In Bluestein v. Central Wisconsin Anesthesiology, Nos. 13-1374, 14-1256 & 14-1257 (7th Cir. Oct. 15, 2014), the plaintiff was a practicing anesthesiologist who, along with 15 other physicians, was a shareholder of Central Wisconsin Anesthesiology. She alleged that she was fired from her position because of a disability and filed suit under the Americans with Disabilities Act. But the ADA, like other Civil Rights Statutes, protects employees, not employers. Because Bluestein had a vote on all major decisions (including the vote to terminate her from the practice), she was not an employee of Central Wisconsin, but rather an owner-employer.

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Violation of OSHA Standards Now More Costly in Wisconsin

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Last week, the Wisconsin Supreme Court resolved its first case of the year. It affirmed, by an equally divided court, the published opinion of the court of appeals in Sohn v. LIRC, 350 Wis. 2d 469. The Wisconsin Court of Appeals had earlier held that an employer was required to make the “penalty” payment under Wis. Stat. § 102.57 to an employee who was injured at work. That statute requires employers to make a payment to injured employees, calculated as 15% of the employee’s worker’s compensation award, and capped at $15,000, when an employer violates safety regulations.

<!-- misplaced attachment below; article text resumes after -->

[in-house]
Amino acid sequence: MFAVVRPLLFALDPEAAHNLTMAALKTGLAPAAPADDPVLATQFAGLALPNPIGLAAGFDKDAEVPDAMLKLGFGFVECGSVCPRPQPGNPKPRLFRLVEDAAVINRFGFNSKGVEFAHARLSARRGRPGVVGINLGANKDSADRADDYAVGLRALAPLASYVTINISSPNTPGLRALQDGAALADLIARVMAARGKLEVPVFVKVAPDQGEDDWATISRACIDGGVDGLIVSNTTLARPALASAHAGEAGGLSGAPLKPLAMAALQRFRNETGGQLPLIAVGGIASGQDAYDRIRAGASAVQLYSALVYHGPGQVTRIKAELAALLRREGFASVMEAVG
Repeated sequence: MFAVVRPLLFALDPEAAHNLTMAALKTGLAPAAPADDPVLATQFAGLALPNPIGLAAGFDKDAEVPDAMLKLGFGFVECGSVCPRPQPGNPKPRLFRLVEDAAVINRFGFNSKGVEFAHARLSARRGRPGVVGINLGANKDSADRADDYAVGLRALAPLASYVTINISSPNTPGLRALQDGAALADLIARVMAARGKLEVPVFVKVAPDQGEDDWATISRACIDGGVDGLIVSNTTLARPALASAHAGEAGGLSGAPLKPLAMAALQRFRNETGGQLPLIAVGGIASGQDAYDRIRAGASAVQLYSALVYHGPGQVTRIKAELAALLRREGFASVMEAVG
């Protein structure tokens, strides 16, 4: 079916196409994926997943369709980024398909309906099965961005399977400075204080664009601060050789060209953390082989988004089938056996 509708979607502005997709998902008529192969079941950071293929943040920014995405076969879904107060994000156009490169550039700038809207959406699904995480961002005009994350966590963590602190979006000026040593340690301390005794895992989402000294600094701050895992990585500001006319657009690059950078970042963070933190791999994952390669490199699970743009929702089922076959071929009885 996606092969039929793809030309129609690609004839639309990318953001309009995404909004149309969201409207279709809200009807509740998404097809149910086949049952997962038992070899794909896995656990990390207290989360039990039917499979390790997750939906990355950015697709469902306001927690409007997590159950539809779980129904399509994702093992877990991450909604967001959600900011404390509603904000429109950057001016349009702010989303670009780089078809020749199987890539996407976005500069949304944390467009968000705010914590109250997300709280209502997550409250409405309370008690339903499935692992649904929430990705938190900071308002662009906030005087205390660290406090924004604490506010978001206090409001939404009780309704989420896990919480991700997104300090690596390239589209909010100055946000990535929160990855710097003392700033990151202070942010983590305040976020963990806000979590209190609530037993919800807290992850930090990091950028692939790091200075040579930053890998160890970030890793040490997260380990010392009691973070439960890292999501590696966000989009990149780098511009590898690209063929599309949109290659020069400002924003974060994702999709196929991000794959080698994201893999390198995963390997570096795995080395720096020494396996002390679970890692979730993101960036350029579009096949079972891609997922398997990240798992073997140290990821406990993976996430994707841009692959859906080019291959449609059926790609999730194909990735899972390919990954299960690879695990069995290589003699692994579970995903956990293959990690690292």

Sohn began when an employee severely injured her hand while cleaning manufacturing equipment, which her employer required her to do while the machines were still running. An investigation revealed that the employer’s practices did not comply with OSHA standards governing safe shut-down procedures for servicing machines. The practices also violated Wisconsin’s Safe Place Statute. An administrative law judge awarded the 15% penalty to the employee, and that decision was affirmed by the LIRC, the circuit court, and the court of appeals.

The two issues for the court of appeals were whether federal law preempted the penalty under § 102.57 and whether Wisconsin’s Safe Place Statute could support the penalty payment. Continue reading this entry